Blog: Responsible robots?

Robot

  • It is easier to automate low-value personal injury claims where liability is clear cut than complex financial lines claims 
  • If the robo-risk software gives flawed advice, it becomes a product or professional liability for its developer
  • If the software is scrutinised in court, it threatens the intellectual property of the developer

Automated processes are feted to be the future of claims handling, but taking the process out of human hands is far from straightforward, as Ed Lewis, partner at Weightmans, explains.

Barely a week goes by without a news story about a groundbreaking advance in artificial intelligence. As a result, it’s easy to get the impression that every area of our lives and economy is on the verge of being transformed by automated decision making.

The same is true in the sphere of insurance claims handling, and the industry is investing a great deal of time and money in research into both machine learning and artificial intelligence.

As a result, some commentators have started to suggest that the death knell has been rung for claims-handling experts.

Yet, while automation clearly has exciting potential in terms of increased efficiency and speed of processing, a reality check is needed when we talk about the potential for AI to supplant human oversight of claims, especially at the more complex end of the spectrum.

First, it’s important to define the difference between machine learning, which we are already beginning to see being introduced in claims processing, and true AI, which remains an unproven technology in this arena.

The former involves deployment of technology to improve processes by automating their more formula-driven elements, while the latter looks to remove human beings from decision making altogether.

To date, the automation we have seen has focused heavily on applying machine learning to lower value personal injury claims, where liability is clear cut and the cost of resolving the claim represents a significant proportion of the total cost to the insurer paying out.

However, the Holy Grail for claims automation is software that will automate more complex financial lines claims, and this is a challenge on an entirely different scale.

In these cases, the nature of liability and causation is much harder to unpick, and the processing cost is insignificant next to the potential cost of claims.

Consider professional negligence cases. Establishing liability here currently requires input not only from legal professionals but also industry experts in the relevant field, be it architecture, engineering, medicine, accountancy or any other profession.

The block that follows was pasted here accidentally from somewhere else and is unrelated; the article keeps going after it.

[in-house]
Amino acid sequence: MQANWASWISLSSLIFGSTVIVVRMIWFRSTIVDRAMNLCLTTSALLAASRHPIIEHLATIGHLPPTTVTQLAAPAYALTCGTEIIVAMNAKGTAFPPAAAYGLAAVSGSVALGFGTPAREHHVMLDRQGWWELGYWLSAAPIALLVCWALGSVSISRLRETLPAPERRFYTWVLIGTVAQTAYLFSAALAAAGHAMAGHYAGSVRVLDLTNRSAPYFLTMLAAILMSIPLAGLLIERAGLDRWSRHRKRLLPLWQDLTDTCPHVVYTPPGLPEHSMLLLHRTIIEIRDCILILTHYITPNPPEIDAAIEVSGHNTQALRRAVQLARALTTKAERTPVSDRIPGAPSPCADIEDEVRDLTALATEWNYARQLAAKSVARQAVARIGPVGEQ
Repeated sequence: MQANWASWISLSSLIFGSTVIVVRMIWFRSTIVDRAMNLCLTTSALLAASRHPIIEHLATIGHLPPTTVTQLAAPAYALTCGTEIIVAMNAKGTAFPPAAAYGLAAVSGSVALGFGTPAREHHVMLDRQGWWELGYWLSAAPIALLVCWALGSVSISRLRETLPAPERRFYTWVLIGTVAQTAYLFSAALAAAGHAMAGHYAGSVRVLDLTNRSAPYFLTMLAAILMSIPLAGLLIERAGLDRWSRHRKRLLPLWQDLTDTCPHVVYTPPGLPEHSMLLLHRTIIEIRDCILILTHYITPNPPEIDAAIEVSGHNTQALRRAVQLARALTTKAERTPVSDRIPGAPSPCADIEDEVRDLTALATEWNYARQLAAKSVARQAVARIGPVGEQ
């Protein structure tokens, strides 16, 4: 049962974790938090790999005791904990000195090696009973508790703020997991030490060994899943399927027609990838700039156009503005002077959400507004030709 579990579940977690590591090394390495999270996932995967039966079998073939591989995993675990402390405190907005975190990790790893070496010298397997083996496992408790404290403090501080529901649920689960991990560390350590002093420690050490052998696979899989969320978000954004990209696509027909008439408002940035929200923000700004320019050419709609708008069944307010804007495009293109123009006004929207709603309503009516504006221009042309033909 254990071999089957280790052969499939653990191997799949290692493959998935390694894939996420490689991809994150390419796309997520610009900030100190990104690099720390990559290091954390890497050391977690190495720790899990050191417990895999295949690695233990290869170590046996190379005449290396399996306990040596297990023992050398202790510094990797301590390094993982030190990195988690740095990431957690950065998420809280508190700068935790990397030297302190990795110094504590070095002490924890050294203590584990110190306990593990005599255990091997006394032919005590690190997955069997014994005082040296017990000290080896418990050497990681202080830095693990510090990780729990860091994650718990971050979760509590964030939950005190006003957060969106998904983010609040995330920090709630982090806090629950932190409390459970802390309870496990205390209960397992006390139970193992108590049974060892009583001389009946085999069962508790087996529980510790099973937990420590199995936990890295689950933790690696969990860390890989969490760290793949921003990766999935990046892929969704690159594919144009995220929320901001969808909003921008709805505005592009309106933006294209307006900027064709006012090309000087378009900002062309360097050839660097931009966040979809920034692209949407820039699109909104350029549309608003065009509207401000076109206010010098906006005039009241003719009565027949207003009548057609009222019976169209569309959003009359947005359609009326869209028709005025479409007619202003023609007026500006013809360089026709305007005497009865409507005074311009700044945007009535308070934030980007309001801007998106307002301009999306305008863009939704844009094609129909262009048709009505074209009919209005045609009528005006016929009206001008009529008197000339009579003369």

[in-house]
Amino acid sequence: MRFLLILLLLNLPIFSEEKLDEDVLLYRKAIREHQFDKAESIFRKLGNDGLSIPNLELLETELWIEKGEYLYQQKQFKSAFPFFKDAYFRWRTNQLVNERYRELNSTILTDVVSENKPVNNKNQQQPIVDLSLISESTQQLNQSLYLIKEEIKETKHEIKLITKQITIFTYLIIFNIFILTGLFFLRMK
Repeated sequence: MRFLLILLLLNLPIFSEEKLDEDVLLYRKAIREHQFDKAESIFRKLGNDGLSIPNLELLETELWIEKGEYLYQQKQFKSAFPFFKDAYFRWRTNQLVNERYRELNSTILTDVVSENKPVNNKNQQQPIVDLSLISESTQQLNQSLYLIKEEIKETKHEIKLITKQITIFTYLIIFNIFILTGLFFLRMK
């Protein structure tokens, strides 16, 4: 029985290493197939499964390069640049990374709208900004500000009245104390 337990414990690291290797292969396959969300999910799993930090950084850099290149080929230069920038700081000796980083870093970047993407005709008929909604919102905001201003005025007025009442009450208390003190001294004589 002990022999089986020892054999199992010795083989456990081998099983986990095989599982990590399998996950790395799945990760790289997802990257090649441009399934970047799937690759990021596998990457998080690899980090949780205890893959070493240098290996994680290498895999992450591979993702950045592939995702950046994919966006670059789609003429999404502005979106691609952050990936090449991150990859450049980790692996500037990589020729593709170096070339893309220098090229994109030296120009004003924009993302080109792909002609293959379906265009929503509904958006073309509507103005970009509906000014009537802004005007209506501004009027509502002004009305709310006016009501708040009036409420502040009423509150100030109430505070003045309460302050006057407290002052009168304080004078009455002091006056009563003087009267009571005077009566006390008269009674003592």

It’s hard to imagine a programme that would be able to accurately model this level of complexity.

Even if software development does progress that far, there are three equally fundamental issues that will need to be resolved if AI is to begin to replace expert legal oversight: liability, intellectual property and jurisprudence.

Currently, if a legal advisor advocates a strategy that is later found to be flawed, it’s the solicitor’s professional liability policy that is at stake. If those decisions start to be taken over by a piece of robo-risk software, who is liable? Is it the person running the programme, the programme itself or the designer who developed it?

Arguably it becomes a product liability or a professional liability for the software manufacturer. Of course, there is a potential opportunity for insurers here, as hybrid liability cover for developers of automation platforms could represent a whole new revenue stream. But, for those developing the systems, it is a significant challenge.

This brings me to the second point. If the process that delivered the decision in question is scrutinised in a legal action, it will become a matter of public record, threatening the intellectual property of the manufacturer. For tech companies, the viability of their business often depends on the integrity of their IP, so this is a significant stumbling block.

Finally, there is the question of jurisprudence, or judicial oversight. Currently, those developing automation software are guided by a need to replicate the results delivered by the current system, which is based on expert oversight and a web of checks and balances, including public scrutiny.

If legal decisions begin to be made by AI programmes instead, the common law precedents being used to decide cases will get further and further away from a judicial benchmark and, rightly, questions will be asked as to whether the software is still delivering the right results.

Ultimately, no matter how advanced the technology gets, these constraints mean that some form of human judgement will always need to remain a big factor in claims resolution. The robots won’t be taking over any time soon.

 

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